In Uninvited Space, Sharon performs whoever i am i'm a fat woman. I have read this poem many times, but it was really fantastic to see her perform it onscreen, to have an idea of the voices and context for the book, to see what people in that moment looked like. Sharon's reading is gorgeous. As I've got to know more about the earlier parts of the movement I've come to appreciate more deeply how the book is based on Fat Liberator Publications. These were fairly ephemeral materials, though crucial for spreading the word about fat feminism. I particularly love how the book invites contemporary fat feminists to continue the discussion that the Fat Underground and its affiliated activists began. I'm so hungry to know more about early fat feminist activism. As I was watching Sharon read, I felt transported to a time and place that wasn't really mine, but which has informed how I understand fat in profound ways. I can't overstate how vital fat feminism has been to me, not only through Shadow on a Tightrope or the Fat Underground, but also via the London Fat Women's Group, FaT GiRL, NOLOSE, Fat Studies in the UK and the friends and loved ones who have come along the way as a result of it. I feel as though I am a time travelling envoy for the movement, zipping backwards and forwards between these moments, wanting the work to develop. Perhaps this blog carnival is a way of extending that discussion further. I hope that successive waves of fat feminists continue these discussions into the future too.


Bovey, S. (1989) Being Fat is Not a Sin, London: Pandora.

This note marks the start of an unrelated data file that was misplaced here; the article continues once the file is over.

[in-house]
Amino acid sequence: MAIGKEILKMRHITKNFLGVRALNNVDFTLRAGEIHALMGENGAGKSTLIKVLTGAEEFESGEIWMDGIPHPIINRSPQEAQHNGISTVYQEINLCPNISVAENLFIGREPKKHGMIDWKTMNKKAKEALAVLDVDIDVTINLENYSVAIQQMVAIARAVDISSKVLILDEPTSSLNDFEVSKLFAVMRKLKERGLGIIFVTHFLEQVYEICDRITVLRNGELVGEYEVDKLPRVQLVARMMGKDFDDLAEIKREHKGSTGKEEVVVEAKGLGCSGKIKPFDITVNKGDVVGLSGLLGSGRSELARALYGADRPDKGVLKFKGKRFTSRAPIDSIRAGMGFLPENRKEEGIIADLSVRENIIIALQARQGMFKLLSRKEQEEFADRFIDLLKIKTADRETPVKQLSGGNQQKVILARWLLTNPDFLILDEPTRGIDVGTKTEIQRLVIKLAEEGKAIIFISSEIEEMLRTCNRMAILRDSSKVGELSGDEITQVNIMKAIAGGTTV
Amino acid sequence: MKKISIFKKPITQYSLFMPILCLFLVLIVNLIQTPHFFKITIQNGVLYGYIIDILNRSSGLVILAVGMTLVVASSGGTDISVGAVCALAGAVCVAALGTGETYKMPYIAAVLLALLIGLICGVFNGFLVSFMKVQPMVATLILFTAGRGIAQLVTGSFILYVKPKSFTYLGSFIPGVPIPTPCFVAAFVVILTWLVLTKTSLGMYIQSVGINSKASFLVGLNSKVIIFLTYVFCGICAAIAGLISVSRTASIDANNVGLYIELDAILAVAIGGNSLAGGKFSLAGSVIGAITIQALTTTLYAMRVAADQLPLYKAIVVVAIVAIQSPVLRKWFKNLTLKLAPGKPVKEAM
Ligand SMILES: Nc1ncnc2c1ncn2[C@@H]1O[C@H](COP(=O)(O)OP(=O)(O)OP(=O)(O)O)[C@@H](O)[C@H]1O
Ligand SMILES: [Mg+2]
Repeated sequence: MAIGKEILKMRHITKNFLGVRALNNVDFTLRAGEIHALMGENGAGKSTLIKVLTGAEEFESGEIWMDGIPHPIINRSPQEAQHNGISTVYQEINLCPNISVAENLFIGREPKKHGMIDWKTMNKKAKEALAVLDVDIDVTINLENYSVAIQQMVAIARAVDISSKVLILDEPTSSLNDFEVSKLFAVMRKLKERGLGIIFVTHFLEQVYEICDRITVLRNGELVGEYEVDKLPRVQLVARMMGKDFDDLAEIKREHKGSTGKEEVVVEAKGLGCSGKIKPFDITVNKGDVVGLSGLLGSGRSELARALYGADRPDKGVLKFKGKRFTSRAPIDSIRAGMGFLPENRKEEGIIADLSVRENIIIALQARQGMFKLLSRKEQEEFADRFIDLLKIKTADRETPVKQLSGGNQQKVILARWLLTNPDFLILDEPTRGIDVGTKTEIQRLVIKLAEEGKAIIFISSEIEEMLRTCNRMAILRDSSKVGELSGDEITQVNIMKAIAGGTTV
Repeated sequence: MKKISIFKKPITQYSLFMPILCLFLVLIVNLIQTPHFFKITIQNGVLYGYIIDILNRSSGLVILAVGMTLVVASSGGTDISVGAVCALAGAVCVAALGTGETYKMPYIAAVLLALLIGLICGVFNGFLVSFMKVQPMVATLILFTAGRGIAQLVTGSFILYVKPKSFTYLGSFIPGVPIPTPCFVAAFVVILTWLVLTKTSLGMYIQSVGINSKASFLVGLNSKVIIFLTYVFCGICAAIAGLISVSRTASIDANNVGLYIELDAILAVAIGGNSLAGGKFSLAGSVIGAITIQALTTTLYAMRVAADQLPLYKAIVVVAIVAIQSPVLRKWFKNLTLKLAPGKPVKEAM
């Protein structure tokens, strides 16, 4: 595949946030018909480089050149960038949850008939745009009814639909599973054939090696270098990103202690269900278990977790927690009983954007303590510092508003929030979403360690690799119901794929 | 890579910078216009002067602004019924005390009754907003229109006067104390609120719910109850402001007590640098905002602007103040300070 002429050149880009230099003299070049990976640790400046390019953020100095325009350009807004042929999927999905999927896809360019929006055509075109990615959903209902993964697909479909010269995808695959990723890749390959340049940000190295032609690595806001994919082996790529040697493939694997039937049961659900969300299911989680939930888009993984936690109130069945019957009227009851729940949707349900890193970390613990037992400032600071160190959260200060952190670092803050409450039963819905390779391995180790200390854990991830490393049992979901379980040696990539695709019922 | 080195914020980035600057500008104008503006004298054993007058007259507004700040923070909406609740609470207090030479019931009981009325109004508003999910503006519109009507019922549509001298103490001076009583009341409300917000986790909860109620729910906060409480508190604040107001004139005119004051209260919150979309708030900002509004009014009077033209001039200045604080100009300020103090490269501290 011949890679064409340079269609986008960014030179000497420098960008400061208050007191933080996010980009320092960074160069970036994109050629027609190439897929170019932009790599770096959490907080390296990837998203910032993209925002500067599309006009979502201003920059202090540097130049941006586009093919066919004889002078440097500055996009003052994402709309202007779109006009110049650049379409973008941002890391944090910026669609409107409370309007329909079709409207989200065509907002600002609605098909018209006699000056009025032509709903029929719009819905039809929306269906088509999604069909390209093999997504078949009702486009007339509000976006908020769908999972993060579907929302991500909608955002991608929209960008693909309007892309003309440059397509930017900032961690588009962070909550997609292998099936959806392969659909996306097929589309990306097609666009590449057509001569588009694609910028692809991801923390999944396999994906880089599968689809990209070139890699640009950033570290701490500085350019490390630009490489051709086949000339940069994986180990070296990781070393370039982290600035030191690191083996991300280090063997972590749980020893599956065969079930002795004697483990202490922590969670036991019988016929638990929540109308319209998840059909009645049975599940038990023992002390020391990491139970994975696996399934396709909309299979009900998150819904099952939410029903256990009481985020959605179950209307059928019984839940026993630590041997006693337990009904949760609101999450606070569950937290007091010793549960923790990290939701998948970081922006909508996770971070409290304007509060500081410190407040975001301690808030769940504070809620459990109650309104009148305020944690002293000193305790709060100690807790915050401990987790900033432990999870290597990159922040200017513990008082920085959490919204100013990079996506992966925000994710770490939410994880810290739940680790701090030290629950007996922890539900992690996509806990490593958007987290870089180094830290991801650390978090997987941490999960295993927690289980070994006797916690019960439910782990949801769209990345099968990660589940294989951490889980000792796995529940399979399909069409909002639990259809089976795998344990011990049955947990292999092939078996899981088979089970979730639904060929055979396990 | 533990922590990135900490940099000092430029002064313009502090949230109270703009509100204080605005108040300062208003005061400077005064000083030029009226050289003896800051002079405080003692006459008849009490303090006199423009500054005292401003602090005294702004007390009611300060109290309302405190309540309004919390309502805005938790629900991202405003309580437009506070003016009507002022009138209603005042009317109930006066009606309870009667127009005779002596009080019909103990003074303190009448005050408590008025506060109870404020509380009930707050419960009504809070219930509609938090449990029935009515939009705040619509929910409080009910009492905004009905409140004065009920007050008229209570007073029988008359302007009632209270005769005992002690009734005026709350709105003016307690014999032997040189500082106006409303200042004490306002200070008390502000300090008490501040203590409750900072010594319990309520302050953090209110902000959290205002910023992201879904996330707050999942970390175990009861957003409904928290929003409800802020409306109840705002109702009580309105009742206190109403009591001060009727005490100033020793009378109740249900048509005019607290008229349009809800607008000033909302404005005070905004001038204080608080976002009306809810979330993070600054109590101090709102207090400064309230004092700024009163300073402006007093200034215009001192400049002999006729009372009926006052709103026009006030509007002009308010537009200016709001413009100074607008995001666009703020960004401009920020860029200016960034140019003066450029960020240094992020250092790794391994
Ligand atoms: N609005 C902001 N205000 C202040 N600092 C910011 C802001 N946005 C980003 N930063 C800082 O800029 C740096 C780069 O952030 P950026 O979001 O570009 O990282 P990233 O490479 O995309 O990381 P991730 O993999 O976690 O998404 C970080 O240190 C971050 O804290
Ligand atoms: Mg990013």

Bovey, S. (1994) The Forbidden Body: why being fat is not a sin, London: Pandora.

Bovey, S. (2000) Sizeable reflections: big women living full lives, London: Women's Press.

Bovey, S. (2001) What Have You Got to Lose? The Great Weight Debate and How to Diet Successfully, London: The Women's Press.

Cooper, C. (1998) Fat & Proud: The Politics of Size, London: The Women's Press.

Dykewomon, E. (1989) 'Travelling Fat' in Schoenfielder, L. and Wieser, B., eds., Shadow on a Tightrope: Writings by Women on Fat Oppression, Glasgow: Rotunda Press, 144-154.

Freespirit, J. (1989) 'A Day In My Life' in Schoenfielder, L. W., B. , ed. Shadow On A Tightrope: Writings By Women on Fat Oppression, Glasgow: Rotunda Press, 118-120.

Jenkins, T. and Smith, H. (1987) 'Fat Liberation', Spare Rib, 182, 14-18.

LeBesco, K. (2004) Revolting Bodies: The Struggle to Redefine Fat Identity, Amherst, MA: University of Massachusetts Press.

Mayer, V. F. (1989) 'Foreword' in Schoenfielder, L. and Wieser, B., eds., Shadow on a Tightrope: Writings by Women on Fat Oppression, Glasgow: Rotunda Press, ix-xvii.

Rensenbrink, G. (2010) 'Fat's no Four-letter Word: Fat Feminism and Identity Politics in the 1970s and 1980s' in Levy-Navarro, E., ed. Historicizing Fat in Anglo-American Culture, Columbus, OH: The Ohio State University Press, 213-243.

Robinson, S. L. (2013) 'Uninvited Space', [online], available: http://sharonrobinson.org/ [accessed 5 November 2013].

Rothblum, E. and Solovay, S. (2009) The Fat Studies Reader, New York: New York University Press.

Schoenfielder, L. and Wieser, B. (1983) Shadow On A Tightrope: Writings By Women on Fat Oppression, San Francisco: Aunt Lute.